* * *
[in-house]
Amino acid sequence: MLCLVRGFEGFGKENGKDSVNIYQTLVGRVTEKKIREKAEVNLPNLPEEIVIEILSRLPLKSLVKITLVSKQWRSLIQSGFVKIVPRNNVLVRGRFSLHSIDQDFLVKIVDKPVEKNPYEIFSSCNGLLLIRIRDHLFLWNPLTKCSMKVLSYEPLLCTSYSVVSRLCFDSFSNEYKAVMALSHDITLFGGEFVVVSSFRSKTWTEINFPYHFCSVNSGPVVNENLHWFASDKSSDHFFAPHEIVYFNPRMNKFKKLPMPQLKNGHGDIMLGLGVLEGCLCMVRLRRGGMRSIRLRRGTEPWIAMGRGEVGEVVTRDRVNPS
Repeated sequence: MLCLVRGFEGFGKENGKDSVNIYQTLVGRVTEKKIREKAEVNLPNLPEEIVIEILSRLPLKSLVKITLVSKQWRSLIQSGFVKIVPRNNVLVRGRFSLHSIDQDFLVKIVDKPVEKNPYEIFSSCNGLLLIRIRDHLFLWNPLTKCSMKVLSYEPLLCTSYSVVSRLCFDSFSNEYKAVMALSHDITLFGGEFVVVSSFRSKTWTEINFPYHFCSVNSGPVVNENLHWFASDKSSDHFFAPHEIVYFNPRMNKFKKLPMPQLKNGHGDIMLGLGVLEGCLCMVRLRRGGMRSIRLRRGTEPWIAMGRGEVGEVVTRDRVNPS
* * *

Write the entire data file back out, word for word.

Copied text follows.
[in-house]
Amino acid sequence: MLCLVRGFEGFGKENGKDSVNIYQTLVGRVTEKKIREKAEVNLPNLPEEIVIEILSRLPLKSLVKITLVSKQWRSLIQSGFVKIVPRNNVLVRGRFSLHSIDQDFLVKIVDKPVEKNPYEIFSSCNGLLLIRIRDHLFLWNPLTKCSMKVLSYEPLLCTSYSVVSRLCFDSFSNEYKAVMALSHDITLFGGEFVVVSSFRSKTWTEINFPYHFCSVNSGPVVNENLHWFASDKSSDHFFAPHEIVYFNPRMNKFKKLPMPQLKNGHGDIMLGLGVLEGCLCMVRLRRGGMRSIRLRRGTEPWIAMGRGEVGEVVTRDRVNPS
Repeated sequence: MLCLVRGFEGFGKENGKDSVNIYQTLVGRVTEKKIREKAEVNLPNLPEEIVIEILSRLPLKSLVKITLVSKQWRSLIQSGFVKIVPRNNVLVRGRFSLHSIDQDFLVKIVDKPVEKNPYEIFSSCNGLLLIRIRDHLFLWNPLTKCSMKVLSYEPLLCTSYSVVSRLCFDSFSNEYKAVMALSHDITLFGGEFVVVSSFRSKTWTEINFPYHFCSVNSGPVVNENLHWFASDKSSDHFFAPHEIVYFNPRMNKFKKLPMPQLKNGHGDIMLGLGVLEGCLCMVRLRRGGMRSIRLRRGTEPWIAMGRGEVGEVVTRDRVNPS